Is there anyone who isn't starting the New Year either wanting to save more money, or live a healthier lifestyle, or both? Tough resolutions to keep sometimes, but one thing can help: spending less money and making better choices at the grocery store. One way to do this, and (generally) eat healthier, is to substitute beans for some of the more expensive and fatty meats in your weekly meal rotation.
Many people claim to dislike beans. But have they ever had a plate of wonderful drunken pinto beans cooked with beer and poblanos, topped with crumbled Mexican cotija cheese? How about Greek Fasolia Gigantes Plaki, those huge beans baked with carrots in a fresh herby tomato sauce? I didn't think so.
Canned beans have made cooking preparations so easy, there is almost no excuse for adding more beans (and fiber and protein) to your diet. However, canned beans can be a bit expensive to use on a regular basis, so you'll want to experiment with some of the cheaper dried beans. Most dried beans require soaking to re-constitute before cooking (lentils and split peas do not) and there are a couple of ways of accomplishing this.
The quick soak method will have you ready to cook beans in about an hour and a half. Simply put beans in a pan and cover with water. Bring to a rolling boil and boil for ten minutes, then remove from the heat and allow to soak for one hour. However... I seem to have the best results from the traditional overnight soaking. And really, it's so easy, all you have to do is plan ahead a little. Get the beans ready the night before, soak overnight on the counter with water to cover, then drain and rinse the next day and you're ready. The "drain and rinse" part is important. Don't cook the beans in their soaking water, otherwise you will toot. Part of the purpose of soaking beans is to release indigestible sugars and to simply clean them; they can't be washed before packaging because they can mold. So, you don't really want to eat beans cooked in dirty water that will make you fart, do you?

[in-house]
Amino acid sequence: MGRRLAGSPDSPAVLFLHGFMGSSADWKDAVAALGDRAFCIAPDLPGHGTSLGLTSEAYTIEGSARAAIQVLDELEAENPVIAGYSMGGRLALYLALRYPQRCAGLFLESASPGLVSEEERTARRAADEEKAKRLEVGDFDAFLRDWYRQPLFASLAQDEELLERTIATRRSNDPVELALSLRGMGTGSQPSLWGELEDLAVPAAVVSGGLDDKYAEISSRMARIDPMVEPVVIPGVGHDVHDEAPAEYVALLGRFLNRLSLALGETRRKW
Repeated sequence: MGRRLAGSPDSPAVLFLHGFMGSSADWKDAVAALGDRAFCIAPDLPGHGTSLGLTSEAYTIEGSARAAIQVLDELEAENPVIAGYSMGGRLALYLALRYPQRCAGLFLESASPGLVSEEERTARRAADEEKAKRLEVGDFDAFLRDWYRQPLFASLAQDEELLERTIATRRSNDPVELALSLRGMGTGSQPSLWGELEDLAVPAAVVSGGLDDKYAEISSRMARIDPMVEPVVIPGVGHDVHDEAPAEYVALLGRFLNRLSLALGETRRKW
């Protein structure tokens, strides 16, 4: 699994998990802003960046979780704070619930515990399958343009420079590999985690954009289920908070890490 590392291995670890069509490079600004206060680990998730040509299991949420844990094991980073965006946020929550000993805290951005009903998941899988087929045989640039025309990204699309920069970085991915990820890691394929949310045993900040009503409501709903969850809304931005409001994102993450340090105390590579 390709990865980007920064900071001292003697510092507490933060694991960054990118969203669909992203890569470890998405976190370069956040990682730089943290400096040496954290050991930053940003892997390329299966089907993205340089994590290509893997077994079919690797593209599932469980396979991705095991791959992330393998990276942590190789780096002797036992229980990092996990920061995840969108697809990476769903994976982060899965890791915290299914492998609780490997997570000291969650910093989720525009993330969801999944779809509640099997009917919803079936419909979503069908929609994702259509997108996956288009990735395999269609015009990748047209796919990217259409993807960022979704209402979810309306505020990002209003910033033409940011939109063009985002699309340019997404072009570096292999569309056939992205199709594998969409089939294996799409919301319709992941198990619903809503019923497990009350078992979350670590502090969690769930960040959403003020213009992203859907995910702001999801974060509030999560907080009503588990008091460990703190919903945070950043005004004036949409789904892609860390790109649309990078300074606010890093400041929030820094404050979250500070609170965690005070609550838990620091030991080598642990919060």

After your beans have been properly soaked, they will cook, covered, for an hour or two, cooked in fresh water to cover. Beans take well to all sorts of seasonings, especially herbs, but don't add salt to the cooking water because it will make the beans tough. Always season with salt after the beans are completely cooked.
However, if you're using delicious salt pork, you have little choice, and it doesn't really affect the texture of beans, while adding lots and lots of flavor. In the photo above, I cooked black-eyed peas, a traditional southern New Year's good luck meal, with salt pork, and the results were absolutely delicious - and easy.
In a large Dutch oven, saute together 6 ounces chopped salt pork until browned and some of the fat is rendered. Add 1 large chopped onion, and saute until transparent. Stir in 1 teaspoon ground cumin and 1 teaspoons chili powder, then add 8 ounces of soaked black-eyed peas (or any other similar bean). Cover with water, bring to boiling then turn heat to low. Cover and cook over low heat for at least 1-1/2 hours, for tender beans that are not mushy. Season with salt freshly ground black pepper, although you'll probably find that you do not need to add extra salt due to the salt pork.
Serve traditionally with cornbread and cooked greens. Makes 6 to 8 servings.